ASD Autism Spectrum Disorder

Providing someone who may not make the best choices with an opportunity to get outdoors in a safe environment can make the world of difference to you and that person.

Strategies for managing children who wander

What challenges do children with autism face when learning to ride a bike?

There are many bodies of research that link poor motor skills and autism. One study established that children on the spectrum can have poor balance and coordination because of a neurological glitch. It also suggests that extreme fear and anxiety can add to the difficulty of a child with autism learning to ride a bike.

Some reasons for a child’s struggle with bike-riding include:

  • Poor motor and balancing skills
  • Difficulty planning movements and predicting the outcome
  • Difficulty steering and pedaling
  • Difficulty stopping the bicycle
  • Difficulty understanding instructions
  • Inability to sense danger
  • Low muscle tone
  • Anxiety or fear

Considering these factors, we can expect that children with autism may not have preliminary skills for bike riding.

Tandems can be great fun for riders and pilots and come in a wide range of shapes and styles

Bike riding can provide a safe way to share outdoor experiences. We offer a range of supports which can improve the safe operation of the bike by the independent rider, including remote cut-off of the electric motor by the supervising adult, low-speed settings so the motor can be used to manage fatigue and strength but not to a point that the rider can get away too quickly. We can also offer a remote braking system which is operational to up to 30m from the rider, whether you are riding alongside or walking nearby.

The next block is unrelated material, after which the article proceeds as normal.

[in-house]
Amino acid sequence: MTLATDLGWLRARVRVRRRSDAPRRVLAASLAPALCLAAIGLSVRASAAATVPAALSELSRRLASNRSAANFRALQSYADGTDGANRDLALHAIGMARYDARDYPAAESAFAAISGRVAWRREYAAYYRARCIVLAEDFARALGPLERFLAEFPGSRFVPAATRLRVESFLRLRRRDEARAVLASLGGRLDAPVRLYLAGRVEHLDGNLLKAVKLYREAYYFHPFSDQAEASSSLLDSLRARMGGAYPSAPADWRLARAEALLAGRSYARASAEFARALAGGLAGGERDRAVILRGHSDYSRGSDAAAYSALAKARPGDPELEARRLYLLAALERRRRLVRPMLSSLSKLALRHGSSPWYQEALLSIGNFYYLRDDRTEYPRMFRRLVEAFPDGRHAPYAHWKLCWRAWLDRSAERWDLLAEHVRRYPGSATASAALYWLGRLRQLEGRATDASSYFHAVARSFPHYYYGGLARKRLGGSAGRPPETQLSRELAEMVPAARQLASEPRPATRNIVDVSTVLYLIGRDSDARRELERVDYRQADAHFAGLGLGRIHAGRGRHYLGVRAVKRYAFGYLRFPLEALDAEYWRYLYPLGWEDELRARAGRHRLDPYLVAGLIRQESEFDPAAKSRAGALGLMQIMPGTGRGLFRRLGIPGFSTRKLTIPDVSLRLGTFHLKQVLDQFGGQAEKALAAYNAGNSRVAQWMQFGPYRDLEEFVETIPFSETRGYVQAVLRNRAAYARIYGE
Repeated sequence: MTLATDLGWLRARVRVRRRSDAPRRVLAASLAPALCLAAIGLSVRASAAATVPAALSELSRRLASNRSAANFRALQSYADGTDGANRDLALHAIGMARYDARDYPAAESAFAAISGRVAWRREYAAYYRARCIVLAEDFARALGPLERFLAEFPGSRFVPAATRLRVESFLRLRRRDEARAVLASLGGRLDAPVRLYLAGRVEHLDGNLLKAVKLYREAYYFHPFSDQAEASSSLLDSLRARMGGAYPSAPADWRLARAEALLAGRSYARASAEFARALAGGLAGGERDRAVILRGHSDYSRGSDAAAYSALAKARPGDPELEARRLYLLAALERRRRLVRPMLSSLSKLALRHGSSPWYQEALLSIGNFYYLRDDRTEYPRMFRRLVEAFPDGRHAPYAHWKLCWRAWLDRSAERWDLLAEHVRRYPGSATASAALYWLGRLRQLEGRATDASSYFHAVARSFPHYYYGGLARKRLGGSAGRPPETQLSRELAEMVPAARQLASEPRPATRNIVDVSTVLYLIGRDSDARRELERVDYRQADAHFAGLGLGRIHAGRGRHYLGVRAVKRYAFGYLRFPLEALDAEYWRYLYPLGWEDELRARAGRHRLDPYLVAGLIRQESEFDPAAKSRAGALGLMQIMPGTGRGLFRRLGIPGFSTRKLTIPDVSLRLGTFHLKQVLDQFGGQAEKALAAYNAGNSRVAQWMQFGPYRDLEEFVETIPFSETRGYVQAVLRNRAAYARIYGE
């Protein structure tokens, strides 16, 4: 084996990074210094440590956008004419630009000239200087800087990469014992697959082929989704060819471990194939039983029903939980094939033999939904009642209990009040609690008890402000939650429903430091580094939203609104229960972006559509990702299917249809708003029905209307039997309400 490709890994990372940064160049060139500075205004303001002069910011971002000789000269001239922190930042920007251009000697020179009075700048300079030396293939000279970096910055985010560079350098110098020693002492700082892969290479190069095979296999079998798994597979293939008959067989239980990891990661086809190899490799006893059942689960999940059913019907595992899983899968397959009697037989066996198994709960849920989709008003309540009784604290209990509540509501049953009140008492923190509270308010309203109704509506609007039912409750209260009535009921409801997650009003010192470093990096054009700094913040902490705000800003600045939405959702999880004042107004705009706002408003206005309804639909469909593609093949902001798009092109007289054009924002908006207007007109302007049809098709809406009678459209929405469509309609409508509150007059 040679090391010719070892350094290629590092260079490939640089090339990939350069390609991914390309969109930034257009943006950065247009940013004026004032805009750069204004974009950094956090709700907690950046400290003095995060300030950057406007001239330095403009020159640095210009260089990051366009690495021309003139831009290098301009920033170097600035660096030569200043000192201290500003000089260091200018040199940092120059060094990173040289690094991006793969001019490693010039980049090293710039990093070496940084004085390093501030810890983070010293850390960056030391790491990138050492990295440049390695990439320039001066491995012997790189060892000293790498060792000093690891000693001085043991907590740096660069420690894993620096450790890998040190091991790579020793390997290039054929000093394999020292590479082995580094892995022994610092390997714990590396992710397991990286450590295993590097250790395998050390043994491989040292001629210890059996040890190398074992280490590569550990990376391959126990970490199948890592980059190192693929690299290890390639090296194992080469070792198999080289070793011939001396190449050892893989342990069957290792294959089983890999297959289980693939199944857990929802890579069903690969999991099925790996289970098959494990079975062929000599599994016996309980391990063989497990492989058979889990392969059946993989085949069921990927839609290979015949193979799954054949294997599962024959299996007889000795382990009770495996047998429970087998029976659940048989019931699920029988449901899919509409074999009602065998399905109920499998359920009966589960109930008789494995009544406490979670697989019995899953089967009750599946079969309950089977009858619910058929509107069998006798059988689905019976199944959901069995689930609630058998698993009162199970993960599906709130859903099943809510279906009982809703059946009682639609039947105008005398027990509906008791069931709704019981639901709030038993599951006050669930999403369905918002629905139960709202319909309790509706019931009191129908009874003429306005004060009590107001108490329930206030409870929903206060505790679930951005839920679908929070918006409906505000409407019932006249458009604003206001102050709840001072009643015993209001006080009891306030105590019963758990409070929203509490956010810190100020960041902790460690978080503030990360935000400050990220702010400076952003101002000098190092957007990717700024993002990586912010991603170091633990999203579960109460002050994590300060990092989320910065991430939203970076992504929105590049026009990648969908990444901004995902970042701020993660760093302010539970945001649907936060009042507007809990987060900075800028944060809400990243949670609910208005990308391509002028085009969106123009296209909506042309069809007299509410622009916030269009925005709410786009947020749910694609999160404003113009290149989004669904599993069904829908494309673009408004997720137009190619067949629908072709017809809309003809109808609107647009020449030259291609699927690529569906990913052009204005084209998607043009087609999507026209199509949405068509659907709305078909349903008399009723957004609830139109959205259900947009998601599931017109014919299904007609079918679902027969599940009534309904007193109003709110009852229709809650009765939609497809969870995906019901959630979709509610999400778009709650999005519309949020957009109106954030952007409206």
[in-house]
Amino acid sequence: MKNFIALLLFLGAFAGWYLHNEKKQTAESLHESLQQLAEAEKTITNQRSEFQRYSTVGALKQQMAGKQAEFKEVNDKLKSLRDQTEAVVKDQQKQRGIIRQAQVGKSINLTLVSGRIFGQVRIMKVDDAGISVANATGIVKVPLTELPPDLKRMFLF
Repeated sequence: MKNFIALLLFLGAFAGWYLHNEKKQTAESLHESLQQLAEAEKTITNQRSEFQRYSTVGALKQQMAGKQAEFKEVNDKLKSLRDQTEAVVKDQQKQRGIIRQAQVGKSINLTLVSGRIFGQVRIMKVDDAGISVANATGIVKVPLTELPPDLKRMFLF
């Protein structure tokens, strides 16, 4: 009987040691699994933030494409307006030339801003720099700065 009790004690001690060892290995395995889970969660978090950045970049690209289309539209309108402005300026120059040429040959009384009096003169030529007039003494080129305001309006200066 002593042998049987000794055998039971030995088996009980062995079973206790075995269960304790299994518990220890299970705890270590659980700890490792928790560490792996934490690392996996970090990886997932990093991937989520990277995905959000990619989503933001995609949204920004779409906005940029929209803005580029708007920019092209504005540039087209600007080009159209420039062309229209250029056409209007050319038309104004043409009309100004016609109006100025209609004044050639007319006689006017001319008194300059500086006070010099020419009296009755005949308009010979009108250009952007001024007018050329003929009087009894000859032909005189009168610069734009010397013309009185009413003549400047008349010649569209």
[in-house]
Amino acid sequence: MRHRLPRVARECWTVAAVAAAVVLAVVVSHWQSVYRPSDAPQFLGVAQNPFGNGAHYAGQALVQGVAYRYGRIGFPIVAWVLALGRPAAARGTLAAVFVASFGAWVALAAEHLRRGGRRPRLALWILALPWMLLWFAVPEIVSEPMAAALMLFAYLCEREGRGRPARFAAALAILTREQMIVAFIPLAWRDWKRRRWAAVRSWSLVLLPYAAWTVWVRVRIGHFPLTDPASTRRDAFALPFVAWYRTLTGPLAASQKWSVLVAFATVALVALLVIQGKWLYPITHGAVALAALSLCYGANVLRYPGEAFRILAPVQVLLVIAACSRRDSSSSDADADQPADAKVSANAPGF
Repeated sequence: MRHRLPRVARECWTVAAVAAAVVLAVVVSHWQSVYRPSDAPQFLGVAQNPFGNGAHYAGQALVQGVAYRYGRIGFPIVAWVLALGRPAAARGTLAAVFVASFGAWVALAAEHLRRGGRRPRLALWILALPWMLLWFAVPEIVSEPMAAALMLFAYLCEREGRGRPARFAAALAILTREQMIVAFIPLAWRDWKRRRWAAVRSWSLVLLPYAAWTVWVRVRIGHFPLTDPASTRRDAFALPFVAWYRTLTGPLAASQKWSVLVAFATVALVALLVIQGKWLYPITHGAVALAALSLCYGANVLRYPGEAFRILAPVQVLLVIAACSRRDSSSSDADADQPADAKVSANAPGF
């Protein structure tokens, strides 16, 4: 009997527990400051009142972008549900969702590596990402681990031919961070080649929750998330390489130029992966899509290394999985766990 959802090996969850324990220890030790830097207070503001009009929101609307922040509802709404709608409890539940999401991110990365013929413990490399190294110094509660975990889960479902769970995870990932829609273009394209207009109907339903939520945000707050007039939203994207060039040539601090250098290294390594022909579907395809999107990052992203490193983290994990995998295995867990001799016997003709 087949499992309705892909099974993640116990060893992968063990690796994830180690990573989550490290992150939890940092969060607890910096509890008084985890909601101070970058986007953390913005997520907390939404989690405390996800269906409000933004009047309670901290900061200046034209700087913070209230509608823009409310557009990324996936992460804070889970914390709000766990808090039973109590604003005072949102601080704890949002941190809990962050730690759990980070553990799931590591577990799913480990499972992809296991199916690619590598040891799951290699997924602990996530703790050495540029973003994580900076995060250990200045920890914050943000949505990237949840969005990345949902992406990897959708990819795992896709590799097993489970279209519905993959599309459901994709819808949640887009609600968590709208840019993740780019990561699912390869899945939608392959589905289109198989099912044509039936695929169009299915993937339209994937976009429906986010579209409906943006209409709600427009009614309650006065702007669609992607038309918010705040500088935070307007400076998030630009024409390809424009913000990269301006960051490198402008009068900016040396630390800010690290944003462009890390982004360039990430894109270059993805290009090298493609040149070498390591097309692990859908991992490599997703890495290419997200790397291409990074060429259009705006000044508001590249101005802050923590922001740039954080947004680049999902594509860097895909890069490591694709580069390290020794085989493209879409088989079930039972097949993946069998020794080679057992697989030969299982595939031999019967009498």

For a rider who is unable to pedal independently, we can also offer tricycles which are steered by an attendant, either from the rear or from the side. These modified special needs tricycles can also be ebikes whereby the attendant uses the motor to assist with pushing and going up hills, especially useful as the rider gets heavier.

Another option is to share the riding using a tandem ebike, either one behind the other or even side by side. This can be a wonderful way to share the riding, especially if the supervising adult manages all the controls from steering to braking to power.

Having 2 wheels at the front and no front steering can make sharing the ride on a tandem more stable and fun! No matter what your age!

Talk to us about options and check out our range of ebikes and trikes, special needs trikes and our modifications which can be fitted to suit your unique circumstances.

Sources: https://www.autismparentingmagazine.com/teach-autistic-child-ride-bike/